The roles are explained in more detail below.
HR will have paperwork for the new employee to sign, benefits to explain, and policies to go over. IT will have computers to set up. Facilities will have desks and chairs or other work equipment to put in place. Safety may have PPE to distribute. The Training Department will have training to deliver and performance support to supply. Leaders of other departments or work processes may be involved.
The efforts of all these people/departments should be coordinated, organized, and timely. Because there are multiple owners of this process, there’s a risk that nobody takes true ownership and accountability. That raises the chances of something going wrong.
One way to address this is to make sure the responsibilities of each business process owner is very clearly defined and communicated.
Another way is to consider appointing a single person with the overall responsibility and authority to make sure all the business process owners stay on task. You could think of that person as an “onboarding czar.”
It’s important that senior leadership play a role and make an effort to meet or otherwise communicate with the new employee (in large companies, that may happen through group meetings with new hire groups, videos, email communication, signed welcome letters, or similar means). For example, during the new employee’s first day, senior leadership should address and welcome them, explaining the history, mission, values, and strategic goals of the company. If it’s a smaller company, this can happen in person. If it’s a larger company, this can be via a live webinar or a recorded video.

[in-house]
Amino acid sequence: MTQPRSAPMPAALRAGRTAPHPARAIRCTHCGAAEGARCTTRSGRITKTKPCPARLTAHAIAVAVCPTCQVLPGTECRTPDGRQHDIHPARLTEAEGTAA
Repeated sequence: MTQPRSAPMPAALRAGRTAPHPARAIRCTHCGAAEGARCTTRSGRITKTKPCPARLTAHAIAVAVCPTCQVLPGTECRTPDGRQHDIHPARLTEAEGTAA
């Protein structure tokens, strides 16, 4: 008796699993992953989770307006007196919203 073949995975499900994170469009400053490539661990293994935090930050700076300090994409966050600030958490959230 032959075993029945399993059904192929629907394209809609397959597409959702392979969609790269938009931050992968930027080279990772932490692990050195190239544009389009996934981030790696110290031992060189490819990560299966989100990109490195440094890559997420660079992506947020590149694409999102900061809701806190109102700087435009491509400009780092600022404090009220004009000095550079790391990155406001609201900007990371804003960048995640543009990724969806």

Senior leadership may also make it a point to check back in with the new hire, maybe hosting a meeting or even lunch after 90 days and again after a year. It’s also nice to have an email, letter, or in-person visit from senior leadership to mark the new employee’s one-year anniversary.
The new employee’s manager and/or supervisor will play a large role in the onboarding process. This will include:
This is a more experienced, successful worker in the same department or job role.
The sponsor should be a good employee, should have good people skills, and should be enthusiastic about playing this role. It’s also important to give the sponsor enough time to perform this role–don’t just dump another responsibility onto the person’s already busy schedule.
The sponsor can be the person the new employee goes to with common questions, such as “Where can I find this?” and “Who do I talk to about that?”